The COVID pandemic exposed the weakness of America’s supply chain. Over-regulation, congested ports, and supplier shortages all combined to drive up the price and lead times of the products the United States imports from around the world. The supply chain has recovered, for the most part, as the global economy has slowed and shippers began utilizing ports on the East and Gulf Coasts, alleviating the congestion in the ports of Los Angeles and Long Beach.
Today, however, the supply chain is once again teetering on the brink of a catastrophe, this time at the hands of labor unions and mother nature.
The International Longshore and Warehouse Union (ILWU), which represents approximately 22,000 West Coast dock workers, reached a tentative agreement with an “association representing the U.S. West Coast employers of port laborers on some key issues,” in April 2023. These negotiations have been dragging on for nearly a year, and the contract between the “Pacific Maritime Association (PMA) and the union expired on July 1, 2022.”
The deal has yet to be ratified, and there are still many open issues that remain to be resolved. Last week, members of the ILWU effectively “shut down operations at some marine terminals at the Ports of Los Angeles and Long Beach. Similar actions shut down or severely impacted terminal operations at the ports of Oakland, Tacoma, Seattle, and Hueneme.”
The COVID-driven congestion of West Coast ports, combined with the threat of labor actions by dock workers there, have driven many supply chain professionals to divert shipments to the Gulf and East Coasts of the United States. In fact, according to Bloomberg, “West Coast container volumes were down 10% in the first quarter of 2023, compared to the same period in 2019. Gulf ports saw a 43% increase in goods over the same period.”
But ports in the Gulf and East Coasts may find themselves on the outside looking in. A significant drought is lowering the water level of Gutan Lake in Panama and the Panama Canal, resulting in both weight limits and rising surcharges for vessels traversing the canal.
The Panama Canal Authority has reduced the draft (how deep a ship can sit in the water) from 50 feet to 44 feet, which can reduce a ship’s payload by up to 40%, per Bloomberg. Some ocean carriers began charging per-box container fees of $300-500 on June 1 in response to draft limits. Cargo rates will “rise on other routes if low water levels for shippers to find alternatives — especially in the peak shipping months of August and September when retailers build inventory ahead of the holiday shopping season.”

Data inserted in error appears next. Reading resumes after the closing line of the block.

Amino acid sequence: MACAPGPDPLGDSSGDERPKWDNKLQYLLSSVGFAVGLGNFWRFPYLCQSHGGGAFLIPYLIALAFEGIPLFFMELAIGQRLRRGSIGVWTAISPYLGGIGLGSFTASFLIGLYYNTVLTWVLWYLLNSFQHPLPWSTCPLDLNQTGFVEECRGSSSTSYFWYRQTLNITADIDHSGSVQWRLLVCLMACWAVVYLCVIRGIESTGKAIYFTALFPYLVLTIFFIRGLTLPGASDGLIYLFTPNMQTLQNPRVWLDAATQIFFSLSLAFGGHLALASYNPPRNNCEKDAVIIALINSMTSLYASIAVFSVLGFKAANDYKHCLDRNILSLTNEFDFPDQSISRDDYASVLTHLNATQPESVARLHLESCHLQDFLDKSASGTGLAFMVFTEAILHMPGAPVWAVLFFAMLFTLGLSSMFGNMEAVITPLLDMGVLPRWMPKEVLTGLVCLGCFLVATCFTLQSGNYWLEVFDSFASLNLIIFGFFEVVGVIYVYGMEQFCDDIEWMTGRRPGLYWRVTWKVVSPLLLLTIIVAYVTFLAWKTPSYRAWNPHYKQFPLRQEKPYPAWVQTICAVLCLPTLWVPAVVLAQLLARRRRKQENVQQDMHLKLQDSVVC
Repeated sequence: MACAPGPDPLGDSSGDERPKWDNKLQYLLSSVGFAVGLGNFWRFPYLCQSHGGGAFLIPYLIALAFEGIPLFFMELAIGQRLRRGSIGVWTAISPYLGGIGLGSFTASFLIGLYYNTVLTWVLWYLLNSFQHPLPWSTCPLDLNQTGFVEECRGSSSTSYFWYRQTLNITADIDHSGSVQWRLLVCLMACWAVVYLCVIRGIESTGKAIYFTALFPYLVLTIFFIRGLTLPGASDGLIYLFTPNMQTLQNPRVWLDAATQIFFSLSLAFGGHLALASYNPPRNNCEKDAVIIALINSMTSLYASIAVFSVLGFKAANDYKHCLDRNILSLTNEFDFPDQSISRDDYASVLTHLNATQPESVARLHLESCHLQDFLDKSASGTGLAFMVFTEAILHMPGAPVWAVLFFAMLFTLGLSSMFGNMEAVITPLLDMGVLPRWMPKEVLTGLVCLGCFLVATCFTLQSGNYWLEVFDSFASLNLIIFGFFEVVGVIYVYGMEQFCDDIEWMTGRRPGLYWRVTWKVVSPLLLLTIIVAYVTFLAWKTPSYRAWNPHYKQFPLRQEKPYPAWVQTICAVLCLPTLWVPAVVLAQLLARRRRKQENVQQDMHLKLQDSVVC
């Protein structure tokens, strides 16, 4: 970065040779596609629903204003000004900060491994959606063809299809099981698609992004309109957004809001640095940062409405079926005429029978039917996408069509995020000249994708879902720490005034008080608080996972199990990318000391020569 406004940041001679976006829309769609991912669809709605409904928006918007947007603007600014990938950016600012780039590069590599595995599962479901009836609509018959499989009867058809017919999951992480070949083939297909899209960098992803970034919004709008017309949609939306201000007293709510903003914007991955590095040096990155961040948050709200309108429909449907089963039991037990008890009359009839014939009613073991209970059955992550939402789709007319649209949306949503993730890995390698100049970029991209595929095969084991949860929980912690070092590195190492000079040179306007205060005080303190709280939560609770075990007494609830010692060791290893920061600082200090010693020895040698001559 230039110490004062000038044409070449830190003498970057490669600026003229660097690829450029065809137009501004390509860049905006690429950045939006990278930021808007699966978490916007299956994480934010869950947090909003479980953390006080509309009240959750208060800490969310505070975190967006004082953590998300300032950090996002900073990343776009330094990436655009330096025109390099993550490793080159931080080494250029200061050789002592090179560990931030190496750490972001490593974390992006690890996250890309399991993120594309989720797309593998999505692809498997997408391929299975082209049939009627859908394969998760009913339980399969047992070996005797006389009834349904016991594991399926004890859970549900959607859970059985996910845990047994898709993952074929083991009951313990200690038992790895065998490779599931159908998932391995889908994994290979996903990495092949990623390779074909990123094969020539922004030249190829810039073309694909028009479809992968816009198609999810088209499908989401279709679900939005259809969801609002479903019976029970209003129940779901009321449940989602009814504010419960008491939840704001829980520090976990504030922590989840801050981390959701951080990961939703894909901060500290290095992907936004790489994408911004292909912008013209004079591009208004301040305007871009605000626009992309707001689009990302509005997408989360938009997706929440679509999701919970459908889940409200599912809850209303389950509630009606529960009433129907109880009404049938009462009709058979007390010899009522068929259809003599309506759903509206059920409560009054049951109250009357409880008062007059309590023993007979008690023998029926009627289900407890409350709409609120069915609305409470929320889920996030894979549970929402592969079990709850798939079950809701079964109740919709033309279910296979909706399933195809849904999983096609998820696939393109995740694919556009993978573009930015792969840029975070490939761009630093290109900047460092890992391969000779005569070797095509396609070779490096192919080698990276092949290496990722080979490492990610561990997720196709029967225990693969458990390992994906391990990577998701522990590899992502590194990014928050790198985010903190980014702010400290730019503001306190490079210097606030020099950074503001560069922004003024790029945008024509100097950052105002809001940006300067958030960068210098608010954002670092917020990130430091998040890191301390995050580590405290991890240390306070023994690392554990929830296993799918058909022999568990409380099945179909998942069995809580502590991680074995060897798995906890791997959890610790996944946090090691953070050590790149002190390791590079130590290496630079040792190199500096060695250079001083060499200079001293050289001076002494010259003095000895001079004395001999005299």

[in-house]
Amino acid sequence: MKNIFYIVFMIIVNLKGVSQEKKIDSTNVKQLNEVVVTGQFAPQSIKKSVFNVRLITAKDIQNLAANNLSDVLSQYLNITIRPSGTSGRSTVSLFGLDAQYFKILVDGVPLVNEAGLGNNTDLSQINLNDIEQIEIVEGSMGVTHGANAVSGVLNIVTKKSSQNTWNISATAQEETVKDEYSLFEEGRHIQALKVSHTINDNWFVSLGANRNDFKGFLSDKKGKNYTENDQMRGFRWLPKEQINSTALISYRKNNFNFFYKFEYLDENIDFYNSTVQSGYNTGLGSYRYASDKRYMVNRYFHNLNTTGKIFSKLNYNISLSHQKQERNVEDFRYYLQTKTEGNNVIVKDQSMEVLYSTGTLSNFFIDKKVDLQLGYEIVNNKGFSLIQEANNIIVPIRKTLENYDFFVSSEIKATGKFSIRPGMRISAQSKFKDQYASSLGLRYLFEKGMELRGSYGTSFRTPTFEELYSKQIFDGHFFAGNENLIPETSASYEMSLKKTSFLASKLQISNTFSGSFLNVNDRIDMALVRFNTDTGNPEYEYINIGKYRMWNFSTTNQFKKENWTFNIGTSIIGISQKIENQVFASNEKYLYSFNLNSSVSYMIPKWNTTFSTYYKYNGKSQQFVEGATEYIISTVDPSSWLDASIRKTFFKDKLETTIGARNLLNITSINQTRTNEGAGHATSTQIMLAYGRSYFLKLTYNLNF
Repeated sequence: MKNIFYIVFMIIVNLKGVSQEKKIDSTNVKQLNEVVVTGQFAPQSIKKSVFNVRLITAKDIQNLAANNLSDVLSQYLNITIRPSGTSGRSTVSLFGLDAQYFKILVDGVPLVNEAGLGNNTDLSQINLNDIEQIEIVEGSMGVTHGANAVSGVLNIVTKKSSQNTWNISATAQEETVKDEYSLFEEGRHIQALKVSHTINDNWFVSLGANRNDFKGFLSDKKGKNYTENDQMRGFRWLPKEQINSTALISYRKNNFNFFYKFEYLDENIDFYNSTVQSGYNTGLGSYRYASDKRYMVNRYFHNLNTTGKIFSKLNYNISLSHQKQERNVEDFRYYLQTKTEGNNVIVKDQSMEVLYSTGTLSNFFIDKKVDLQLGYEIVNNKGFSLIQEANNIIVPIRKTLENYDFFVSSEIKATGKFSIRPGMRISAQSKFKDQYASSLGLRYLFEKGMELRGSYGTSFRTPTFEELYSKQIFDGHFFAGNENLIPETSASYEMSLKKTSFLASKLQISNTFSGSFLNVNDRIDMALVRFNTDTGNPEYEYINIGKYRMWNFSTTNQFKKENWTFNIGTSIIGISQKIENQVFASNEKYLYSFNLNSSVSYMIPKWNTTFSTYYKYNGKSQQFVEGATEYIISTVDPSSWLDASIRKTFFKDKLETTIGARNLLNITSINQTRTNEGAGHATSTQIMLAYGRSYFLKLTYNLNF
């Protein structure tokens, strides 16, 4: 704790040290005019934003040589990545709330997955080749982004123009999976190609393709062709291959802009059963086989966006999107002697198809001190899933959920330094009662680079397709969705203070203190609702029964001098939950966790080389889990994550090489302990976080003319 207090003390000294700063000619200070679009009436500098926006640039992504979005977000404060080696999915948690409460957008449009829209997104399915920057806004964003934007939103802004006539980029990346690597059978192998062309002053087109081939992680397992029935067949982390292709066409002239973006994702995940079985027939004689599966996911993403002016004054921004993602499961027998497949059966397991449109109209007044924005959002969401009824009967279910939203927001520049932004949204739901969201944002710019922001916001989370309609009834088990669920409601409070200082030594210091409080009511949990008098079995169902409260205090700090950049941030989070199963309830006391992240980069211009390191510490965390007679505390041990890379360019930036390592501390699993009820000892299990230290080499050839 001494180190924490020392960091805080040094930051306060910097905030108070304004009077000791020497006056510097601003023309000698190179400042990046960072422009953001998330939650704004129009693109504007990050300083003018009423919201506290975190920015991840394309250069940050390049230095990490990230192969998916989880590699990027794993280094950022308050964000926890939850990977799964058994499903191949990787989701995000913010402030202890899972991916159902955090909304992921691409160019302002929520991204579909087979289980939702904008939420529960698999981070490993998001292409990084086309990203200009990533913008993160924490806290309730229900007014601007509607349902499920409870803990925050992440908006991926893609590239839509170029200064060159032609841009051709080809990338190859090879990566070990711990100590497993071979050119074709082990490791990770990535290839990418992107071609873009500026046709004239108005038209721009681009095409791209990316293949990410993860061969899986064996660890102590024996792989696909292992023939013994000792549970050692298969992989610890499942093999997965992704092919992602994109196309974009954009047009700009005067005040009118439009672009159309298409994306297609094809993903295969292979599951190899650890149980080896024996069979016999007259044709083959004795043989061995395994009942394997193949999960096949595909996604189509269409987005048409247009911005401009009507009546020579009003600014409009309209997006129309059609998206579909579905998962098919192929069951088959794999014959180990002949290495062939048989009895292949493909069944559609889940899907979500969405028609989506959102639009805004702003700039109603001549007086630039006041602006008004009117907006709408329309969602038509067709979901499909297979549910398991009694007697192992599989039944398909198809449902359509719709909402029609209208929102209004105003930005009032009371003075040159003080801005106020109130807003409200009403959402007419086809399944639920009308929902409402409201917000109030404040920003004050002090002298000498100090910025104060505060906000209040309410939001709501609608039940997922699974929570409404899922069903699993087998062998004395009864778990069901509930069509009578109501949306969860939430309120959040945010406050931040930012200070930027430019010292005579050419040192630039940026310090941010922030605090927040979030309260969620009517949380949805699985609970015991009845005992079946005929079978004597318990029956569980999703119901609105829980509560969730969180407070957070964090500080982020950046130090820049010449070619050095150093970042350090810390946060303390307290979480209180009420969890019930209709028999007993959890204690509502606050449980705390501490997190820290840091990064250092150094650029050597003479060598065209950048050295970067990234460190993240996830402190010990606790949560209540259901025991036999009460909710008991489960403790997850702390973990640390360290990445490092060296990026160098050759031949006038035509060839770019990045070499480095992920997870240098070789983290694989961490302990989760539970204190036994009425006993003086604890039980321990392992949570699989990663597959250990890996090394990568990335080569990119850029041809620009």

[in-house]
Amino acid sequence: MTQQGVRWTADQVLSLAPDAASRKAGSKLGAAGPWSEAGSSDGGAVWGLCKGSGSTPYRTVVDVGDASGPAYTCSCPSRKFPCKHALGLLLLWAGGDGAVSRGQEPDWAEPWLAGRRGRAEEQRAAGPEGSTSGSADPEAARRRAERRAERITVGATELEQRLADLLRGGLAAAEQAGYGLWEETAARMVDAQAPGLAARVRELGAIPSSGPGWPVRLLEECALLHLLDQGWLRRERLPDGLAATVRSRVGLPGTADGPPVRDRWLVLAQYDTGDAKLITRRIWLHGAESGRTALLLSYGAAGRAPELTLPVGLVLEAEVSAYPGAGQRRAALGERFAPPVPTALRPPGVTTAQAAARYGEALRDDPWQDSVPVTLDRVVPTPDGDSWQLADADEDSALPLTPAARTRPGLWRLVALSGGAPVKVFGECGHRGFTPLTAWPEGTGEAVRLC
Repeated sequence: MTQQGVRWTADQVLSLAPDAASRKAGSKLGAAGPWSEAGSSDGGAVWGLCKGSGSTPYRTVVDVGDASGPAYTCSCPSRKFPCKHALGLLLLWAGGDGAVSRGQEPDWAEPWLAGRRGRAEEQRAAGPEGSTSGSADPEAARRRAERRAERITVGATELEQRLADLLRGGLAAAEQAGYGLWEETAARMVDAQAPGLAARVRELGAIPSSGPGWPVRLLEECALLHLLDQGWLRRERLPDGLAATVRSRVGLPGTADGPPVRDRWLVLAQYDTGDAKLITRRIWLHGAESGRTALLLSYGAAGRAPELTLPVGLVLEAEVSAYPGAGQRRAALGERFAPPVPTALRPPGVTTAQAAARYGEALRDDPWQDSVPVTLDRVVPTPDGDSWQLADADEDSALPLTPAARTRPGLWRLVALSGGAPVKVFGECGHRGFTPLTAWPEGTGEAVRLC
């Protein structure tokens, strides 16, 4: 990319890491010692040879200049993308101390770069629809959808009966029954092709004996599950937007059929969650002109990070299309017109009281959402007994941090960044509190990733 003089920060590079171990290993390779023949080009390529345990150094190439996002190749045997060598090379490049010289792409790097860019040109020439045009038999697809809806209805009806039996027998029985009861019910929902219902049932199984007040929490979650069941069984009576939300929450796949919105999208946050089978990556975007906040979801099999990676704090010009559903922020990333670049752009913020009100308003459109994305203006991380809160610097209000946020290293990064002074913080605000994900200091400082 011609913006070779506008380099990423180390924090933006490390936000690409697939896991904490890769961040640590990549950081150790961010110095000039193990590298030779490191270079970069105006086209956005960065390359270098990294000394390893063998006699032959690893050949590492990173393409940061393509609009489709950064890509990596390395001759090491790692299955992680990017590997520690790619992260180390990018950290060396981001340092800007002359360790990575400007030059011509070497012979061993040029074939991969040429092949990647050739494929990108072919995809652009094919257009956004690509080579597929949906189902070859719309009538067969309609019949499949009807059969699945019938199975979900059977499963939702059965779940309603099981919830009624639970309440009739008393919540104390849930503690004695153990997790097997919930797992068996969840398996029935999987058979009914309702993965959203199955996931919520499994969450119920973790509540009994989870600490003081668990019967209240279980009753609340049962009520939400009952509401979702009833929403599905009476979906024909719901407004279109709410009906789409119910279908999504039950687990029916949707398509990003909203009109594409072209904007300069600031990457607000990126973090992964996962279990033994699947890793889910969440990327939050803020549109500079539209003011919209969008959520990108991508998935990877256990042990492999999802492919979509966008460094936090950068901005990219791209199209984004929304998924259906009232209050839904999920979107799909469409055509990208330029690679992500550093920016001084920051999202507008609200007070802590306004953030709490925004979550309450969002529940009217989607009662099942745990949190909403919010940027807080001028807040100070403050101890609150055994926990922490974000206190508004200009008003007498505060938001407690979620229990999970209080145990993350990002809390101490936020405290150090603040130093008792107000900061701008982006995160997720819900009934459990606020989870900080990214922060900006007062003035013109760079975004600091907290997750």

If the Panama Canal continues to see its depth decrease, and the cost of shipping via the canal rise, companies will have to either utilize the Suez Canal to service East and Gulf Coast ports or rely on West Coast ports — the same ports that are under threat of a work stoppage.
Interestingly, the challenges faced by the Panama Canal could contribute to inflation in the United States, forcing the Federal Reserve to continue increasing interest rates. Steamship companies are raising rates and imposing surcharges for companies shipping via the Panama Canal. Since ships will carry approximately 40% less cargo, companies will need to ship more containers, failing to take advantage of full container load pricing. This will drive inflation. In fact, research shows that a 20% increase in shipping costs will raise the inflation rate by 0.15 percentage points one year later.
A West Coast dock workers’ strike, combined with shrinking water levels in the Panama Canal, would have a devastating impact on the U.S. supply chain and the nation’s economy.
One person missing from this discussion is Secretary of Transportation Pete Buttigieg. Perhaps ‘Mayor Pete’ has once again gone on vacation, as he did during the negotiations with railroad workers in the Fall of 2022.
Jim Nelles is a Navy veteran and supply chain consultant based in Chicago. His articles have appeared in the Washington Examiner, Newsweek, Foxnews.com, and the Daily Wire. He has served as a chief procurement officer, chief supply chain officer, and chief operations officer for multiple companies.
The views expressed in this piece are those of the author and do not necessarily represent those of The Daily Wire.